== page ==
Mr. Hewson, I write to answer your remarks in The Observer, lauding Ireland’s piddling corporate tax rate as a general boon to the populace achieving, amongst a host of purported miracles, the presence of nurses, firemen and teachers within our ranks, presumably on a scale we couldn’t match should the global aristocracy be taxed at the same level as those self-same nurses, fireman and teachers. Note firstly that I do not call you ‘dear Mr. Hewson,’ nor do I use the familiar ‘Bono’; to do either would imply a degree of affection I frankly don’t feel, and the latter title, being a form of trademark, is one I expect to see copyrighted in due course, the better to screw a shilling with! Not that this coolness should be read as a wish for any bodily harm to come to you. On the contrary, it is precisely your physical safety which motivates this message. Though I understand how you must normally feel impervious to danger, living as you do in a bubble of self-regard, ventilated only by your own flatulence, which doubtless smells to you, if no one else, of lavender and rosewater, but have you seen The Walking Dead? Worlds can change overnight Mr. Hewson, leaving us dealing with a whole new reality! Granted, the odds of any of us waking to a zombie nightmare are thankfully slight, and should it happen you would be uniquely equipped to cope with that environment, as your social circle, encompassing Davos, various corporate boardrooms and sundry neo-liberal shindigs, teems with the greatest bloodsuckers on the planet, the type who routinely extract pounds of flesh from the working poor. In fact, the more I think about it the more convinced I am that you would actually thrive, and that Sheriff Rick would end up sulkily deferring to your leadership qualities. I strongly suspect you believe so too, every time you watch this show, or any other featuring a rough-cut hero! But I’m drifting here, into the realms of gore and melodrama, as I often do when you cross my mind. The point is, things can and do alter, and sometimes in catastrophic ways.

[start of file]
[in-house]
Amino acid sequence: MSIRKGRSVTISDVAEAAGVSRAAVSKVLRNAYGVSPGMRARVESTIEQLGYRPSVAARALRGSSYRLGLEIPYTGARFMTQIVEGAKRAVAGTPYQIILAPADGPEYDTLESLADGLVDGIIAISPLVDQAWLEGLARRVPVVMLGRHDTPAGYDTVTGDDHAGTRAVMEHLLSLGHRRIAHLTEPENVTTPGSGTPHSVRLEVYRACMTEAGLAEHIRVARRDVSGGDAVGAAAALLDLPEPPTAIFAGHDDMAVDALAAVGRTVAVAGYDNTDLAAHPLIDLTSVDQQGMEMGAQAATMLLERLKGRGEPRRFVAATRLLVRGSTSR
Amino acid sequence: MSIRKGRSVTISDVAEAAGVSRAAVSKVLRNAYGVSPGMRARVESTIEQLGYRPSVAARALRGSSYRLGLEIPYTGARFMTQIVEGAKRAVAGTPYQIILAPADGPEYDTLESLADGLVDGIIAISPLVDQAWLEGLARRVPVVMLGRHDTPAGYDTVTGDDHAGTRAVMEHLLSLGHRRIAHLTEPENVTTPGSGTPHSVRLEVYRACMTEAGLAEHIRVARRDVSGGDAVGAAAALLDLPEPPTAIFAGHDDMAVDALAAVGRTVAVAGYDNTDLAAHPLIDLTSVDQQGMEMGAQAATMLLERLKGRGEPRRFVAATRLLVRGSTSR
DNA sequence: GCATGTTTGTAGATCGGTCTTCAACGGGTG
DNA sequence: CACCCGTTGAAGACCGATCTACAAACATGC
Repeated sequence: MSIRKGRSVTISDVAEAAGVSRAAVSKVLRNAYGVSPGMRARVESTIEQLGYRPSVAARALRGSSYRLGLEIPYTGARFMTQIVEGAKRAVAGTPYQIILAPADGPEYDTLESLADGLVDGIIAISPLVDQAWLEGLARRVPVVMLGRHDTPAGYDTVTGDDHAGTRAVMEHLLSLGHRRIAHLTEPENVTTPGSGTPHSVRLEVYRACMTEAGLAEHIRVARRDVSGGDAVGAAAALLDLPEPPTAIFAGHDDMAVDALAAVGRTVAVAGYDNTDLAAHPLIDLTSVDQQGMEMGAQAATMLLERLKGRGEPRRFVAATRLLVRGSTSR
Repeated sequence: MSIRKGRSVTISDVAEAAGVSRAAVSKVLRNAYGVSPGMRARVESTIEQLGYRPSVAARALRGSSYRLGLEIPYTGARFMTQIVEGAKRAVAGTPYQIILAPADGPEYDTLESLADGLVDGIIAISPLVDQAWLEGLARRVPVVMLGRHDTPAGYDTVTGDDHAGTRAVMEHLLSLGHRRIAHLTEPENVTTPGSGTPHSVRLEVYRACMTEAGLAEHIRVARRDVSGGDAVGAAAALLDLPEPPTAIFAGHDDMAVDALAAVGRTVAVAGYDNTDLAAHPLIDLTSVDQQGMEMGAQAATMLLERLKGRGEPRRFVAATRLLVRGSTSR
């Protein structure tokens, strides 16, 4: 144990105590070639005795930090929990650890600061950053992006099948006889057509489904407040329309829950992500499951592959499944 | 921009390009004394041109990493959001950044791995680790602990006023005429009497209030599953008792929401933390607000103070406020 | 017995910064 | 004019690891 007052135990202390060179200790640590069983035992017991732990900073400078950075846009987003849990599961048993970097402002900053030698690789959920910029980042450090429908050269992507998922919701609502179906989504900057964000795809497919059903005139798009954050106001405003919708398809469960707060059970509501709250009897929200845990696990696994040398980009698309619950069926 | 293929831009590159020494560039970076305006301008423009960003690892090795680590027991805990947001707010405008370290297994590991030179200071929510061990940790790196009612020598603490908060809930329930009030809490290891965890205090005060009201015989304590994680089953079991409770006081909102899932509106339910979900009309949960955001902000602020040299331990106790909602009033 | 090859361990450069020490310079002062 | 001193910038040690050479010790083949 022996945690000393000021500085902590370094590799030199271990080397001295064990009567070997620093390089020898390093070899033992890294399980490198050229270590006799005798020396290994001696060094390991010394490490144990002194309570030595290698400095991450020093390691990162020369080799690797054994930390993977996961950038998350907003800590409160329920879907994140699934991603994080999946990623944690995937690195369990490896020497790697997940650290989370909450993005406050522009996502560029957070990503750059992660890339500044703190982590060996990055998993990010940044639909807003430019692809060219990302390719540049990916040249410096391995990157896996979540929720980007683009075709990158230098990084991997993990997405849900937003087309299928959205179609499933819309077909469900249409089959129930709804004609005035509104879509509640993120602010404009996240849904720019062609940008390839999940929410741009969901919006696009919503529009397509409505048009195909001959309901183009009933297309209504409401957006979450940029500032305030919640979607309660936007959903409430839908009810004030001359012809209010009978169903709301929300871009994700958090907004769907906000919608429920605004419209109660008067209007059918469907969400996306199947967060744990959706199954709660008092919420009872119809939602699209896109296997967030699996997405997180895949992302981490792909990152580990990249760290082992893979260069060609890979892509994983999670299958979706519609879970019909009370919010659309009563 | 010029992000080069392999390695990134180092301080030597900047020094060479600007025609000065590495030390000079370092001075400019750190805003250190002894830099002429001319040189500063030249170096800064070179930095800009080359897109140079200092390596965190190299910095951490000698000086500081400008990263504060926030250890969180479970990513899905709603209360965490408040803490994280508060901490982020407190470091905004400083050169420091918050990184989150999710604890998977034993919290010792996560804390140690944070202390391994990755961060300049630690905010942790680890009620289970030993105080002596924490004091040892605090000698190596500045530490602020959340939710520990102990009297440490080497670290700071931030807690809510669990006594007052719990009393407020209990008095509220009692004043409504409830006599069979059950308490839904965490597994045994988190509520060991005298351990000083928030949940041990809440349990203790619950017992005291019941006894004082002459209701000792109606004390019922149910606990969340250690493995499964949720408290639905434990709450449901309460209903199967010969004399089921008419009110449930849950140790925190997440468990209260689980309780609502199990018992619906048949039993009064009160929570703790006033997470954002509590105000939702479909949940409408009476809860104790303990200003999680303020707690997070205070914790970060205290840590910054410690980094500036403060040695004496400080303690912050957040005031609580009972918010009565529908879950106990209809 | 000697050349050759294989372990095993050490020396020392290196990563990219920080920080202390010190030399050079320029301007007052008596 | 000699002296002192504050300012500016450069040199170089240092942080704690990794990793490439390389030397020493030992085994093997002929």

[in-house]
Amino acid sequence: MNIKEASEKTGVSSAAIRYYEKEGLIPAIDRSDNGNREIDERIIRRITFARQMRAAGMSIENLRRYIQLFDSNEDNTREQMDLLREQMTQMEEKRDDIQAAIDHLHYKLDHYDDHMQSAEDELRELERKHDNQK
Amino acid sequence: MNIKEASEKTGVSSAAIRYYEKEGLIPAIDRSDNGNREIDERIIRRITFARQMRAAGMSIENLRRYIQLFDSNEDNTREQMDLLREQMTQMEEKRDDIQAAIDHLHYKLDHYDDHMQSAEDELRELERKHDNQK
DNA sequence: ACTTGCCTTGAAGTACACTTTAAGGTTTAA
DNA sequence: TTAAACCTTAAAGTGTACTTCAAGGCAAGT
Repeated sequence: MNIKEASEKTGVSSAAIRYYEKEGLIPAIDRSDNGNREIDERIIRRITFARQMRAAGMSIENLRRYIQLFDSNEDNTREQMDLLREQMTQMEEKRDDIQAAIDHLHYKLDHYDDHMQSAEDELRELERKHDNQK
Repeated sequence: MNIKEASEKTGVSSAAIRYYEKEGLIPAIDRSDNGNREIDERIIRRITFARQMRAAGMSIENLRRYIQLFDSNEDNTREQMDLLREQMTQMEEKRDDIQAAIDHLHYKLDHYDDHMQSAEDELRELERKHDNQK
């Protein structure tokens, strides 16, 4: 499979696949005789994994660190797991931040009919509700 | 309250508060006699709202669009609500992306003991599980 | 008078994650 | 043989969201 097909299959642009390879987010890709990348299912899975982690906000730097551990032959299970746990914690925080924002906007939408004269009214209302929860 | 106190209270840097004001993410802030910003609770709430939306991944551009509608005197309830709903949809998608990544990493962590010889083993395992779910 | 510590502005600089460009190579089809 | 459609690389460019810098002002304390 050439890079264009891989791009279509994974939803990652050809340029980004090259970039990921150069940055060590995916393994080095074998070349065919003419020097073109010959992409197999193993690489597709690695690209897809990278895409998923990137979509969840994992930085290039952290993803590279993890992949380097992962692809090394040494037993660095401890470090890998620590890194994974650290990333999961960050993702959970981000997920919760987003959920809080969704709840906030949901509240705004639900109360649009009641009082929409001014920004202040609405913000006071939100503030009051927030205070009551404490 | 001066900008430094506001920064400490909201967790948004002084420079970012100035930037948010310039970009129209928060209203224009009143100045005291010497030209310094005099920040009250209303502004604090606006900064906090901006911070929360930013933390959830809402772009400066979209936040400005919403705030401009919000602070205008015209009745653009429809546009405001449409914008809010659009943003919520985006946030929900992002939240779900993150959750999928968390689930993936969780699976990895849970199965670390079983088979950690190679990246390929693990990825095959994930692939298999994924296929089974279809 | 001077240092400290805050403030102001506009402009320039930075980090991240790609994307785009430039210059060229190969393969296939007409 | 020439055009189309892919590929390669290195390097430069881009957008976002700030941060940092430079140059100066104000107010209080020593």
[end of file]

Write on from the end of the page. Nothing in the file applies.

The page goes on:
Consider if you will the likely impact of a few large but rash investments, or a dodgy book-keeper (Adam’s your go-to man on this.) Before you know it, you might not be a sawn-off wanker, living on an income to rival the GDP of a mid-sized African nation (you’ll remember them from photo opportunities and ego trips of yore) but a sawn-off wanker struggling on something like the average wage, along with the rest of us! If that doesn’t make you quake in your well-heeled snakeskins Mr. Hewson, it should do, for down here among the masses bitter folk abound. Heaven forbid you should, in your new, reduced, circumstances, come across one of these, such as an actual nurse, fireman or teacher. Because they harbour grudges, especially when they consider the real and actual decrepitude of Irish social services, and how that dreadful condition relates inextricably to the way your buddies in the corporate sector have been favoured by your other buddies in the political elite, all with your blessing! They might take matters into their own hands, or worse still, feet. For some of these people wear heavy safety-boots you know, though in the case of teachers it’s more likely to be a sturdy type of brogue, recommended more by affordability than anyone’s sense of fashion. And as for nurses, forget the image of soft-shod femininity; these are true daughters of the Irish soil, raised via full-blooded field games of a gaelic stripe, in which the art of picking out a soft spot is honed to such a degree a target would end up begging for a steel toecap! I can picture the inevitable outcome of such an encounter Mr. Hewson (I’m tempted to call you PH for short, as I like the caustic connotation,) and I tremble for you, for in this image you are bent-double, in shocked contemplation of your own footwear, freshly vomit-splattered and no longer the handiwork of Milanese artisans fed on caviar and honey, but just a pair of Penny’s finest! Even when the pain has passed you would be left with the long term impact on your musical career, as no longer could you pose as a passable imitation of a rock ‘n roller, seeing as your range would henceforth never dip below that typified by Gladys Knight’s back catalogue. (p.s. Regarding your recent releases might I suggest U2’s next one IS a collection of Gladys Knight covers?!)